If you want to take care of your health, you should consider your alcohol consumption, as the effects of alcohol increase with age. The body becomes drier, which means that alcohol has a more powerful impact. There is a decline in kidney function, and the liver has less capacity to break down substances. When combined with medication, even a very small amount of alcohol can have unfortunate consequences.
For over-65s, the risk limits for alcohol consumption are a maximum of two units at a time and seven units per week. One unit of alcohol corresponds to, for example, one 0.33-litre bottle of medium-strength beer, cider or long drink. Another good rule of thumb is that you should have at least one alcohol-free day per week.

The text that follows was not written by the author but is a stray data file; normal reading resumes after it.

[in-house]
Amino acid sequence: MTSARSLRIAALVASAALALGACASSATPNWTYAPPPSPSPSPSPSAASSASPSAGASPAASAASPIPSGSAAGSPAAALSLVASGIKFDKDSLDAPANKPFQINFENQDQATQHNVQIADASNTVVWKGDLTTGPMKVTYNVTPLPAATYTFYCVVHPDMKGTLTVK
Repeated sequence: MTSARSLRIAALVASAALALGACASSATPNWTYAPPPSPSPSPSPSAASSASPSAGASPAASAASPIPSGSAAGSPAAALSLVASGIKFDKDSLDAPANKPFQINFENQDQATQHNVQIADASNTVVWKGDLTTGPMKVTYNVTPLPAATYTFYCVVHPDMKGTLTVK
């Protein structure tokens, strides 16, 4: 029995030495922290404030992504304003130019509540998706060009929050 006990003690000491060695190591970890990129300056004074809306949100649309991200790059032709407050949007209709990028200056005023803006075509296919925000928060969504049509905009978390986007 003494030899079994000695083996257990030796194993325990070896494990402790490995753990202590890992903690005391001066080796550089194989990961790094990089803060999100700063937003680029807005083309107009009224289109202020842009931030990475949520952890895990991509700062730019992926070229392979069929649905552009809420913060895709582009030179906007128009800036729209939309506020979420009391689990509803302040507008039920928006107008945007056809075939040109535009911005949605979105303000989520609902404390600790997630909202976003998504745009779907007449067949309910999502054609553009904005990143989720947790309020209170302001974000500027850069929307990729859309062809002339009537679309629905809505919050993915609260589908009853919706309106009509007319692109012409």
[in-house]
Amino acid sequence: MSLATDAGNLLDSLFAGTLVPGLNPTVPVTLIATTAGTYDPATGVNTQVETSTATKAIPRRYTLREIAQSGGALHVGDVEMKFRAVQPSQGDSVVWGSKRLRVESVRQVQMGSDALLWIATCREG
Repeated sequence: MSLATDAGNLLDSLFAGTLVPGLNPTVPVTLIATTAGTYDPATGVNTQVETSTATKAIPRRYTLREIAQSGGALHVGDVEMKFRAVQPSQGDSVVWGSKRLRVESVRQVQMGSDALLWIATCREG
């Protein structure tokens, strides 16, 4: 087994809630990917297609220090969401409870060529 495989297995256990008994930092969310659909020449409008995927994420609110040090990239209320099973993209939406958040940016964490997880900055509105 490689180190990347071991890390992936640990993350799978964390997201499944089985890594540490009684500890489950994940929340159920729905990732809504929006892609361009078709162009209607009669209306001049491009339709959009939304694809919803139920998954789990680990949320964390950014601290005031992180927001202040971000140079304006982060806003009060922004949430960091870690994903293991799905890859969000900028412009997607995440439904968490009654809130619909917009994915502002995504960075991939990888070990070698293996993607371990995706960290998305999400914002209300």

Check your medication’s compatibility with alcohol
Some medicines cause undesirable effects when combined with alcohol. These may include insomnia, dizziness, memory disorders, and even liver damage. If you are concerned about drinking alcohol with your medication, don’t be afraid to ask – you can always consult your doctor or pharmacist. The package leaflet will also contain the necessary warnings, although elderly people may find that these are printed in overly small type. It’s a good idea for relatives to know where an elderly person’s medication and its documentation are kept.
Tools for monitoring your alcohol consumption
The Finnish Association for Substance Abuse Prevention (EHYT ry) has published an info packet for over-55s called Tiesitkö tämän lääkkeistä ja alkoholista? (Did you know this about medication and alcohol?) It contains information about the most common medicines that should not be taken with alcohol (available only in Finnish). You can find information on different meters to test your alcohol consumption in Addictionlink.fi. These meters both give feedback on alcohol consumption and provide guidance on how to reduce your consumption.